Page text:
A projector for viewing slides or motion pictures operates very much like a camera in reverse. The essential elements are shown in Fig. 36-5. Light from the source (an incandescent lamp bulb or, in large motion-picture projectors, a carbon-arc lamp) shines through the film, and the projection lens forms a real, enlarged, inverted image of the film on the projection screen. Additional lenses called condenser lenses are placed between the lamp and the film. Their function is to direct the light from the source so
that most of it enters the projection lens after passing through the film. A concave mirror behind the lamp also helps to direct the light. The condenser lenses must be large enough to cover the entire area of the fihn. The image on the screen is always real and inverted; this is why slides have to be put into a projector upside-down. The position and size of the image projected on the screen are determined by the position and focal length of the projection lens.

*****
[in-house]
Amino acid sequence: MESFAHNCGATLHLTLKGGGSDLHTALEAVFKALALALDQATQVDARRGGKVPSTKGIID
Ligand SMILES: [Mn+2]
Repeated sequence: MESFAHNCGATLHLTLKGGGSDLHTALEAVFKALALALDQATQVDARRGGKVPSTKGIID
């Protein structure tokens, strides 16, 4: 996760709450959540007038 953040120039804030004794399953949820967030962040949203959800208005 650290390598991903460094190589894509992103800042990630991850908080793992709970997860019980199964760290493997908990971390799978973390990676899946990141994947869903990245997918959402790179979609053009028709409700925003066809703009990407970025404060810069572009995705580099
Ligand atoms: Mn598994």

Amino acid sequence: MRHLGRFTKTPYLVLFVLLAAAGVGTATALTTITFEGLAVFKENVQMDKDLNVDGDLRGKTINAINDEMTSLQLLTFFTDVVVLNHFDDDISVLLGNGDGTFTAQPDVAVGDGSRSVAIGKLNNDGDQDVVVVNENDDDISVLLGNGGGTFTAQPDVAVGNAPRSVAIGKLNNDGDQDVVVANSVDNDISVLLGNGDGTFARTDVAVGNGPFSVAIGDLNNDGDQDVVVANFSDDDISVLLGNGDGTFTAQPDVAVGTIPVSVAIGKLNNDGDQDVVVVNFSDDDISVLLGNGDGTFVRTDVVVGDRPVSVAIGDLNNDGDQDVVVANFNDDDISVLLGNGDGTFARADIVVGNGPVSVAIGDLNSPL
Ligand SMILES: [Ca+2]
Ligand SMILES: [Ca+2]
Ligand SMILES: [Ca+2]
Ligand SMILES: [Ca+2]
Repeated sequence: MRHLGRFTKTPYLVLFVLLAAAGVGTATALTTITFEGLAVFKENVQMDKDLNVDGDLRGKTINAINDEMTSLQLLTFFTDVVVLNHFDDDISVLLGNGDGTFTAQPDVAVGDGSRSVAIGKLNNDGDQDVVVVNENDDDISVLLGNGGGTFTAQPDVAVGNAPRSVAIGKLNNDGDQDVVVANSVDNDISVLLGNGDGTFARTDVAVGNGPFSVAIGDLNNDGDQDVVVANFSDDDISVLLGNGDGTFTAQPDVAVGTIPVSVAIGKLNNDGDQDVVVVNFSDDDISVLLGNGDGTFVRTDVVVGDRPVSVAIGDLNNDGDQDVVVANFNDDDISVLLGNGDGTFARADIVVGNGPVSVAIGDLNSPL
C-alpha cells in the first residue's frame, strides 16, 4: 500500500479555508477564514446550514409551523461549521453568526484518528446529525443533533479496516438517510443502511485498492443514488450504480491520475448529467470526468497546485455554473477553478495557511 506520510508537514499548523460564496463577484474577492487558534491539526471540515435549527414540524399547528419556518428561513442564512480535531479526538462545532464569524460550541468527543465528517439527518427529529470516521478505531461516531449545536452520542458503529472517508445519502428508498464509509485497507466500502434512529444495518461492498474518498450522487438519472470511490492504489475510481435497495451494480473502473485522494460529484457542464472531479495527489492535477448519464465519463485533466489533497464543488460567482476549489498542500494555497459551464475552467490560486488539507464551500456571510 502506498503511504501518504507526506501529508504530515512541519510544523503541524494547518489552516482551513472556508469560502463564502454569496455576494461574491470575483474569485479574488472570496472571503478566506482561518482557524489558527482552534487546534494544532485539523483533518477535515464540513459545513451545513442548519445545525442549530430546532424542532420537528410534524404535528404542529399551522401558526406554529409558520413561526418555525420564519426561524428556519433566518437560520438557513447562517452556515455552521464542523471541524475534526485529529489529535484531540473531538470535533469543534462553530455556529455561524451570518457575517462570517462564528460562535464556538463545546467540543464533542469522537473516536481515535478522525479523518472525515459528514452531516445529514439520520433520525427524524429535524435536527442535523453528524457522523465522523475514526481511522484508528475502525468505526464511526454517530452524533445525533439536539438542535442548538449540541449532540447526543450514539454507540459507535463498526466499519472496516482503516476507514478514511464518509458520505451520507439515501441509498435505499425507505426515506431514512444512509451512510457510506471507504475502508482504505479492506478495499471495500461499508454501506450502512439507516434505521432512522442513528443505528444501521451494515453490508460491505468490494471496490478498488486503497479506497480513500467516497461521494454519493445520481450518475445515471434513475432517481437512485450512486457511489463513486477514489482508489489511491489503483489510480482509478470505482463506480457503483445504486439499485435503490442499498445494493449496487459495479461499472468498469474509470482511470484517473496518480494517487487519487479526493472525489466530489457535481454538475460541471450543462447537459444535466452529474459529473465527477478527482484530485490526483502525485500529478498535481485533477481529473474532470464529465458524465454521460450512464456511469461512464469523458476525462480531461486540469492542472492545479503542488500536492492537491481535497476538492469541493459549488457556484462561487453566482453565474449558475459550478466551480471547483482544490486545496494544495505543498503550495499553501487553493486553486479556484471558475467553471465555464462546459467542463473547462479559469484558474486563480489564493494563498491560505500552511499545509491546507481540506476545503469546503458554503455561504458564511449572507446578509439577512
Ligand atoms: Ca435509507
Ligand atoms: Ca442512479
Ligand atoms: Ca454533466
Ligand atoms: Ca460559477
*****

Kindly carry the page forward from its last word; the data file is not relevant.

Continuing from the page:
Overhead projectors used in classrooms use a similar scheme to produce an image on a projection screen, with two notable differences (Fig. 36-6a). After the light leaves the projection lens, an angled plane mirror reflects and reverses the image so that it appears right-side up on a vertical projection screen. Also, the light from the lamp is directed toward the projection lens by the clear piece of plastic on top of which the transparency is placed. This clear plastic is an example of a Fresnel lens. All of the lenses that we’ve discussed work because of the bending of light rays at the surfaces; no refraction occurs in the interior of the lens. If we could eliminate some of the material between the surfaces, we could greatly reduce the weight of a large lens. This is what a Fresnel lens (Fig. 36-6b) does. Each circular step copies the contour of the corresponding ring of anordinary lens; you can see these steps by looking at any overhead projector. Fresnel lenses don’t usually have high optical quality, but they are very light and inexpensive for their size. They are also used in traffic lights, solar-cell light collectors, flat pocket magnifiers, lighthouse lamps, and many other places.